First, one notices the medium: aged paper. The patina of age reveals itself in the yellowing, browning, discoloring surfaces. Texture provides another clue. The collaged pieces vary subtly from smooth to worn to ragged. This is not just any paper; it has the unmistakably pulpy fibrous appearance of pages torn or cut from a book. And these are not just the pages–each collage is formed from the endpapers, covers, and spines of books as well. These are the parts of books not normally put on display or appreciated for their aesthetic qualities. One can identify here a patch of hardened glue and the impression of now-missing pages and thread. Each part once constructed a cohesive whole of a very different type. The absence of one particular element is equally conspicuous. These paper collages are devoid of that which typically makes books what they are–text, words, ink on paper. In many ways this absence is apt, because the book itself is not important for Fraser. Although the artist acknowledges that “many of the components come with a history,” for Fraser, meaning ultimately comes from shapes and form, structure and surface.
The process of invested looking for the subtle nuances of Fading Light I and Fading Light II is a process mirrored by the works’ construction. Fraser describes his selection process as an “act of love and labor.” Guided by sight, touch, and intuition, he handles the materials in a way that evokes both romantic and architectural notions about creating art. He chooses the pieces for their physical properties. In part this selection criteria is based on practical reasoning; the paper must be durable enough to survive the collage process and to emerge as part of a new whole. But Fraser’s process is also based on more abstract principles of feeling and instinct. The methodology of construction is transparent. Looking at the collages, it is possible for one to determine how the systematic yet conscientious layering of paper on paper achieved novel forms. This concept of architectural construction, the “builder’s logic,”1 gives these works a sense of duality, as they are simultaneously two- and three-dimensional. Fraser uses the phrase “shallow relief”2 to characterize this double element. It is exactly this quality that gives these works their sense of tactility and texture. Although the range of color is narrow, the variation of surfaces gives each overall work a complexity and depth that enhances its visual effect.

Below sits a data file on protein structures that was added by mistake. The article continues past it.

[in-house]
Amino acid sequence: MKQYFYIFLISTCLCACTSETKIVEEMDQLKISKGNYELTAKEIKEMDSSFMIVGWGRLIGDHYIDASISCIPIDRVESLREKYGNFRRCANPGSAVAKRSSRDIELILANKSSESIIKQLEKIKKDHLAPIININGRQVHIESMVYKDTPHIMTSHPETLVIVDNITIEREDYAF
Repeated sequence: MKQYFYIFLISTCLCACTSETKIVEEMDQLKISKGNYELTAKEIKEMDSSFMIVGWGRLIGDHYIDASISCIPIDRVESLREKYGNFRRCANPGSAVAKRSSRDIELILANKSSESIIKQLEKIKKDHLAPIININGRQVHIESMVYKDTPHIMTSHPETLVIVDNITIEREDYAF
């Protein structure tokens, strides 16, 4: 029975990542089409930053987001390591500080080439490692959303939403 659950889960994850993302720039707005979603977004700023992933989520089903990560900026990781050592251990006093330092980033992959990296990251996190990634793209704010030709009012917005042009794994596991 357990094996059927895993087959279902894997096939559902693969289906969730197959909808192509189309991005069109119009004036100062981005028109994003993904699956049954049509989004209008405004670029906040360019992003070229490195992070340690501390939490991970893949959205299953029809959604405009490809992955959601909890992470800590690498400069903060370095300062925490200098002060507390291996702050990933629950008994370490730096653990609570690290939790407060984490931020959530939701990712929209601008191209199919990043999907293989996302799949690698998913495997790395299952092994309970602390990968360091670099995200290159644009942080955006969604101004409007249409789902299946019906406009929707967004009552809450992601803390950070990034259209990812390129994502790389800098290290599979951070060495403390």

Fraser believes art should make demands of its audience. The time invested in carefully constructing these collages is echoed in the object’s expectations of the viewer. The titles of these works, Fading Light I and Fading Light II, also reflect this sense of exchange and interaction. They refer to the relationship between interior and exterior, like a window looking out over or into another space. From a purely compositional standpoint, these collages evoke this window through their very form. On a deeper level, the paper acts as a transparent barrier between the viewer and the powerful nuance, subtlety, and beauty of the art. In the words of the artist, “My intent is to arrest a potential viewer, and provide a singular experience, an exchange, a slow passage of time.”3 With their understated allure, Fading Light I and Fading Light II each offer a shared moment, an intimate experience, and a meditation on the capacity of art to change our worldview.
1. John Fraser quoted by Polly Ullrich, “Mapping the Contemporary Sublime” in Restraining Order: John Fraser, Work in Mixed Media, 1991-2010 (Chicago: John Fraser, 2010), 10.